How We're Making Fashion Circular in Canada

Since 2016, FTA has taken a keen interest in making fashion circular.  And we know that the only way to accelerate action is through Collaboration, Transparency, Investment & Innovation.

Through our annual WEAR conference and webinar series, we have supported this topic multiple times, because it encompasses the entire supply chain, from design and sourcing through to end of life. Our past speakers on this topic include Circle Economy, Bank & Vogue, Re:newcell, H&M Foundation, HKRITA, Evrnu, Circ., Worn Again, Queen of Raw, Goodwill Industries, Value Village, Ellen MacArthur Foundation, Outerknown, Wearable Collections, Fashion Positive, EON, thredUP, Debrand, The Renewal Workshop, MBDC, Circular Systems and many more.

From 2017-2019, we convened the Ontario Textile Diversion Collaborative (OTDC)  funded by the Ontario Trillium Foundation – which brought together multiple stakeholders (charities, municipalities, academics, retailers, NGOs) to address textile waste diversion and circular solutions. Through the OTDC we created four working groups to address policy and regulations, textile waste audits, consumer awareness and various recycling processes.

In 2020, we published Canada’s first Textile Recycling Feasibility report, funded by Environment & Climate Change Canada and in partnership with Seneca College, Ryerson University, George Brown College, Goodwill Industries and the CTTEI. In addition, FTA is and a collaborative partner of Accelerating Circularity based in the U.S and a strategic partner of Circular Economy Leadership Canada.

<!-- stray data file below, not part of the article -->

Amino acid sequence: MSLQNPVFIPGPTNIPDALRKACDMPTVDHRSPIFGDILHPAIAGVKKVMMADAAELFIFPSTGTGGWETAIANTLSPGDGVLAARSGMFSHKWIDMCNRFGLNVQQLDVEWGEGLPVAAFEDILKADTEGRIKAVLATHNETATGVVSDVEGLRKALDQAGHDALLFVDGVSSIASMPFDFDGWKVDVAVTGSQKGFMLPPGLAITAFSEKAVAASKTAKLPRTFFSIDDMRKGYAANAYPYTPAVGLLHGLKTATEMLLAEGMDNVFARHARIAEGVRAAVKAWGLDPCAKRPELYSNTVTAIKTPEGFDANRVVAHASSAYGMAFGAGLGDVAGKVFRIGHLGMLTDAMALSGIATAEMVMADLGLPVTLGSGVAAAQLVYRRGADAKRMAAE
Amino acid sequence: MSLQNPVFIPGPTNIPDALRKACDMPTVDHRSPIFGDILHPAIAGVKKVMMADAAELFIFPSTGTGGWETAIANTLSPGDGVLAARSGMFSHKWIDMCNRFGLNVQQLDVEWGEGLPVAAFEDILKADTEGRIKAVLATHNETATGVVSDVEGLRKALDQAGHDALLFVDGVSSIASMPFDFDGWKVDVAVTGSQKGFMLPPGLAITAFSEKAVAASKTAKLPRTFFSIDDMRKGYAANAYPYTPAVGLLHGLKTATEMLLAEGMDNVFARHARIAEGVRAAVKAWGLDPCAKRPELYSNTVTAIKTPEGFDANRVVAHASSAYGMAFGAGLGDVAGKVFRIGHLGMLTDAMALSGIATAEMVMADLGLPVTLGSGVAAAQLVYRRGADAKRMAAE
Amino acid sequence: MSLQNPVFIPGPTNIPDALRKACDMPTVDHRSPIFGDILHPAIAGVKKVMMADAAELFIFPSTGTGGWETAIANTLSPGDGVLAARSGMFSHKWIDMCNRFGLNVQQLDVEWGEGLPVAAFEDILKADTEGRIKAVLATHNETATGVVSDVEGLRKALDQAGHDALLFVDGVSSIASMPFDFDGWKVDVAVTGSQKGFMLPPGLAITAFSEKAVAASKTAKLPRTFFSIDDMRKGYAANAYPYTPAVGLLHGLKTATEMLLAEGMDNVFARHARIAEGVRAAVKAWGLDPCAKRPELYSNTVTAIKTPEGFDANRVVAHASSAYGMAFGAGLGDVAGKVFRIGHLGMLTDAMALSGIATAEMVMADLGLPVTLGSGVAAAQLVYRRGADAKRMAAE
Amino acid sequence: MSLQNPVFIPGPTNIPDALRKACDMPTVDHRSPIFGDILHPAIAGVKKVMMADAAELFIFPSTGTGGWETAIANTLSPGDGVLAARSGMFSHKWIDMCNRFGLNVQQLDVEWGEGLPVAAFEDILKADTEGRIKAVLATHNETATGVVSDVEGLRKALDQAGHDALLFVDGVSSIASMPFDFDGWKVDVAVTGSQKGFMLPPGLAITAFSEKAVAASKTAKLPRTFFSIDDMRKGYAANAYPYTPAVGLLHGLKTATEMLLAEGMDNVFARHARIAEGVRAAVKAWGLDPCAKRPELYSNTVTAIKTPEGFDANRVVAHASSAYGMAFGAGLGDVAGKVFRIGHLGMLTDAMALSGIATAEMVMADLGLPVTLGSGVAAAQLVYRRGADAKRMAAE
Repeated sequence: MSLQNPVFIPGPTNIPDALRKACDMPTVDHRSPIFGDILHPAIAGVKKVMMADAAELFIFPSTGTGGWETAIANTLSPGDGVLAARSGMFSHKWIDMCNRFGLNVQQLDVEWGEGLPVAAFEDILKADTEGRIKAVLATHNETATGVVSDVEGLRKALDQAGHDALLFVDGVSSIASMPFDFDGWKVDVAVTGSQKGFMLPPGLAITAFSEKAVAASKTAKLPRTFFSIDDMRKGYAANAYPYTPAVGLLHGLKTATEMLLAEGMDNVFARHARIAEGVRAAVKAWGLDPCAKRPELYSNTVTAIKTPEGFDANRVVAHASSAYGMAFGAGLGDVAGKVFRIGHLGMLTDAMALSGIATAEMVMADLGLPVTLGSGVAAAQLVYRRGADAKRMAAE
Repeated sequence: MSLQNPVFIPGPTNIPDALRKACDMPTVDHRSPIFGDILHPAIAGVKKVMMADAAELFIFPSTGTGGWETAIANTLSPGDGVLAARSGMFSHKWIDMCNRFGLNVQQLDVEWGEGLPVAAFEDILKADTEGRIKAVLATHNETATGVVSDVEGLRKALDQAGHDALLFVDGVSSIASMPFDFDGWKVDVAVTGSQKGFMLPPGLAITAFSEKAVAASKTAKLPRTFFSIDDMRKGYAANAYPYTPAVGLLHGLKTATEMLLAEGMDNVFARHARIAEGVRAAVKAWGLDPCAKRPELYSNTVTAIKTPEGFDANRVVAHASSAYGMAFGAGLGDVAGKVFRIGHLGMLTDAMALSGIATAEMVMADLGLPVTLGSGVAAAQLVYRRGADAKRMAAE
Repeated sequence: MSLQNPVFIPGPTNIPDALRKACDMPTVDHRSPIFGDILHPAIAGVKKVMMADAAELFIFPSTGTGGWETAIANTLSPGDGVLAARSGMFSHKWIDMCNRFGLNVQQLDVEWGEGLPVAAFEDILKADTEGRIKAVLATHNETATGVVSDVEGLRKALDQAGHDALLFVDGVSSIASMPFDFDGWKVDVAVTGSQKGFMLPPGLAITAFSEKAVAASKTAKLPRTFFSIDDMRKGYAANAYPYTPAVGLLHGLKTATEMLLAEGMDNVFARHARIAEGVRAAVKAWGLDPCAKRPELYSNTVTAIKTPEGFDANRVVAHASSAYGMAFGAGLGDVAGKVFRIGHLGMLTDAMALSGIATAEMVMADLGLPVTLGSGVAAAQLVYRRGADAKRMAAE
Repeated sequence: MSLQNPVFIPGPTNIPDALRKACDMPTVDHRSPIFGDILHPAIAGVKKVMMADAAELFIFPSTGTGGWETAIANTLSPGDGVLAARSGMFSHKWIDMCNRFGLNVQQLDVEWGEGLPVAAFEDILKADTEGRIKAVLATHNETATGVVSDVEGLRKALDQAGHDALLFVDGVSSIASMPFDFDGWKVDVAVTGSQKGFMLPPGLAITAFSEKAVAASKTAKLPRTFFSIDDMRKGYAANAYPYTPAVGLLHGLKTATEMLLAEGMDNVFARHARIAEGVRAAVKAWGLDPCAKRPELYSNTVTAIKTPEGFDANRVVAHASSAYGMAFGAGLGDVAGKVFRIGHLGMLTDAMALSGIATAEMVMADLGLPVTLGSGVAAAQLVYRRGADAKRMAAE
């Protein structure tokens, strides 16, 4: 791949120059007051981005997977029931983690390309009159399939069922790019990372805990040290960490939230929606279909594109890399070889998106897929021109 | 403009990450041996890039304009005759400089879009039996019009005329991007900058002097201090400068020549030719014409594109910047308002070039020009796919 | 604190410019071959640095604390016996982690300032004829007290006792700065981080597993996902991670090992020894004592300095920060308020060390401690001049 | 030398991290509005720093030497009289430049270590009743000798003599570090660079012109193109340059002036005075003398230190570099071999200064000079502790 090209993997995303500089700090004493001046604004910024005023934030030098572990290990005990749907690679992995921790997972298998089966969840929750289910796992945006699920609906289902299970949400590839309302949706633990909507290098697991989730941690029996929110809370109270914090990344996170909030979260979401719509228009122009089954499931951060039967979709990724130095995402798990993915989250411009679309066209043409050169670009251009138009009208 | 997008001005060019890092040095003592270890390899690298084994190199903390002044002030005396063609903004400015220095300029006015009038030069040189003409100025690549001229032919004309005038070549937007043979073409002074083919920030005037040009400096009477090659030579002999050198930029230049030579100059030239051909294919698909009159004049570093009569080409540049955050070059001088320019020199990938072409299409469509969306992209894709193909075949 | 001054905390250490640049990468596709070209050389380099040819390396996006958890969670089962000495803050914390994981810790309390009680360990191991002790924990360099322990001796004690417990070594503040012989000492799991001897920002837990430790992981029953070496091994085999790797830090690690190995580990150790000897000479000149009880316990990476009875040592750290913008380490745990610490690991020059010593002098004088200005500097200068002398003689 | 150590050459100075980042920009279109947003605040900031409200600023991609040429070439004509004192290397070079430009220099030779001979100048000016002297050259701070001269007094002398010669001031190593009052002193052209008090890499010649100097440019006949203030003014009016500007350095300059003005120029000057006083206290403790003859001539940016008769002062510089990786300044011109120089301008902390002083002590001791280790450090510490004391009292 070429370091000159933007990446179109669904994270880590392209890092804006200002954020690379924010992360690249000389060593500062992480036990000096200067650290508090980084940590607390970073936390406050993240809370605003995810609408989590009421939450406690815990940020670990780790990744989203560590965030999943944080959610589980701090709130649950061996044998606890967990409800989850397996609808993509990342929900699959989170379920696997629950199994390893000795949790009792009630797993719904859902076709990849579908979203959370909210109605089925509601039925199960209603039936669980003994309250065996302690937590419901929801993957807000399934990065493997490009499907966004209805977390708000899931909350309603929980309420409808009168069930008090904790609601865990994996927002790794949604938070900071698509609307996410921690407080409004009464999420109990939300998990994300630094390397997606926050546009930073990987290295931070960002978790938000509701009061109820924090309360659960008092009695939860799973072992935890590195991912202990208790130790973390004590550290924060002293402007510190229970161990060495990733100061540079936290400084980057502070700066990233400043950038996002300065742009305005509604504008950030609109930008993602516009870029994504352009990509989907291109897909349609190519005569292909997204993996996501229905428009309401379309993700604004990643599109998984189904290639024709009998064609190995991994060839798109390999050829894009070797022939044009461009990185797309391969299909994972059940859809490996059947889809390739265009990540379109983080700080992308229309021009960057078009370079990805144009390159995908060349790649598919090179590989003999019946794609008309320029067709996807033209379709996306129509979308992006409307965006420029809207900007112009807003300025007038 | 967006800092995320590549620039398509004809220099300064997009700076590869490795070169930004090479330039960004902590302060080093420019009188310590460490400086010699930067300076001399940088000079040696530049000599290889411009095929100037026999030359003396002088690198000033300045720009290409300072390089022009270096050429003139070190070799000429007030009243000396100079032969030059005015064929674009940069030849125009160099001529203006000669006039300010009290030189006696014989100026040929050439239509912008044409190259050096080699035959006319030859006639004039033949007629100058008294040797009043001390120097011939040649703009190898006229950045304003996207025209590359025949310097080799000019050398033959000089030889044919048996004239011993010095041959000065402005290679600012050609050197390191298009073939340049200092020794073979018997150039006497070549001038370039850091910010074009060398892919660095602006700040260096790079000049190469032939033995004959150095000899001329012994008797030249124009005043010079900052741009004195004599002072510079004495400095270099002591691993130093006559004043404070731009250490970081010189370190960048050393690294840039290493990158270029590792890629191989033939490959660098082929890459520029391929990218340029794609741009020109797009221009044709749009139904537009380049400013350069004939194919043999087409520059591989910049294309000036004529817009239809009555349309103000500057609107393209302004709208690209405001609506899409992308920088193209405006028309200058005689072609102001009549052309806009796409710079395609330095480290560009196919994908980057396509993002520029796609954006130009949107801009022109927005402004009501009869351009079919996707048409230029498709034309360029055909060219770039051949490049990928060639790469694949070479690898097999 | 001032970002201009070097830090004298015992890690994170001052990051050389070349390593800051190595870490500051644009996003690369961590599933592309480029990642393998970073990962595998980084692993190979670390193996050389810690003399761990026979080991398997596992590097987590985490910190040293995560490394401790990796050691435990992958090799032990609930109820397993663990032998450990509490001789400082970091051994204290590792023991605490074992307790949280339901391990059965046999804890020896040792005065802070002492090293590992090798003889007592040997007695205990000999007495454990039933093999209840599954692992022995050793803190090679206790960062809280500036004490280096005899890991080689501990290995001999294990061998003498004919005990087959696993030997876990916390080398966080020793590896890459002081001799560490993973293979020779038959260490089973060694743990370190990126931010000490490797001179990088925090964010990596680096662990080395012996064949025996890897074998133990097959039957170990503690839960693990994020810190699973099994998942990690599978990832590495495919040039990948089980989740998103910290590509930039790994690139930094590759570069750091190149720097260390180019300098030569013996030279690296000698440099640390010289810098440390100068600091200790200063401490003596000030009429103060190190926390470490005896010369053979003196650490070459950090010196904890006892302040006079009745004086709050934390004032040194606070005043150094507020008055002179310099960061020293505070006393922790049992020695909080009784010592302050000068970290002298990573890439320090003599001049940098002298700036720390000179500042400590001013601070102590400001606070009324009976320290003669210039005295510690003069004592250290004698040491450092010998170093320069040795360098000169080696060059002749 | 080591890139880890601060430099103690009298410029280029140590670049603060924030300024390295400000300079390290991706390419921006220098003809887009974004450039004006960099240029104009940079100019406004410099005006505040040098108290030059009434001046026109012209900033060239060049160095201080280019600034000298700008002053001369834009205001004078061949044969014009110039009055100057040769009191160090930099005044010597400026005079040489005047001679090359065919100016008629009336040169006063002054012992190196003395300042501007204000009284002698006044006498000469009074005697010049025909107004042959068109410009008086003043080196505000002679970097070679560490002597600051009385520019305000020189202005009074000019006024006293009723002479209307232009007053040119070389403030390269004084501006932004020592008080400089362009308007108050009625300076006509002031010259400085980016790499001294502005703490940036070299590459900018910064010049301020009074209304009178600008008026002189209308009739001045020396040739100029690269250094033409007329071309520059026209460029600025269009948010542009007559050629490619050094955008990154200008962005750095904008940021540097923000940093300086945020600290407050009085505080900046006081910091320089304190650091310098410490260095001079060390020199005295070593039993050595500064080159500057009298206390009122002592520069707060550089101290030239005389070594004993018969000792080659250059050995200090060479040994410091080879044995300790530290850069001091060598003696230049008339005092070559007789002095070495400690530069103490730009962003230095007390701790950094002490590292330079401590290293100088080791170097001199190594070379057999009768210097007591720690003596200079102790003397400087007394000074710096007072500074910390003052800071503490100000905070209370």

Our methodology involved analyzing data from our own post-consumer textile waste audits in 10 different municipalities, over the course of one year. From this research, we determined the volume of textiles that consumers are throwing away, as well as their condition, and in some cases the fibre composition and brand name. In addition, we surveyed the apparel industry – yarn, fibre and fabric mills, apparel manufacturers, brands and retailers – to determine the volume and composition of post-industrial and pre-consumer textile waste in Canada. In total, we estimate that nearly 500,000 tonnes of textile waste is ending up in Canada’s waste streams each year. This does not include textiles from the Industrial, Commercial & Institutional sector (ICI), which means this number is even higher.

Now we are conducting a mechanical textile recycling pilot, with the support of Environment & Climate Change Canada, which involves us building a local recycling supply chain, and convening a national stakeholder learning group. We recognize that chemical recycling is the solution of the future, however it could take years for that technology to scale. In the meantime, we have the mechanical recycling infrastructure in Canada, and it is imperative that we find a more immediate solution to deal with the volume of textiles in our landfills. For the first time, we will be producing a consumer facing end product, which will be tested in market to determine the true business case. If you are interested in learning more about this project and how to get involved, please email info at fashiontakesaction.com 

 

At FTA we are not interested in duplicating efforts or re-inventing the wheel. Simply put, we don’t have time for that. In order for us to get to where we need to be, as a global industry, we must join forces and truly collaborate.

Kelly Drennan, FTA Founder

HOW WE COLLABORATE

We are collaborative at heart, and are pleased to announce that we are leading a new Canadian Circular Fashion Consortium with multiple stakeholders from across Canada who are dedicated to research and taking action. This important work requires a systems change approach, which means that we must address this holistically – involving public and private sectors, and civil society. This is the only way we can achieve success at the accelerated pace required.

We are currently seeking funds to support a textile recycling pilot project in the province of Quebec. We have all the stakeholders in place, with a retailer managing in-store take back, a collection partner, a mechanical recycler, industry designer and technical research team, and an end product.

Interested in learning more?

Reach out to us at [email protected]

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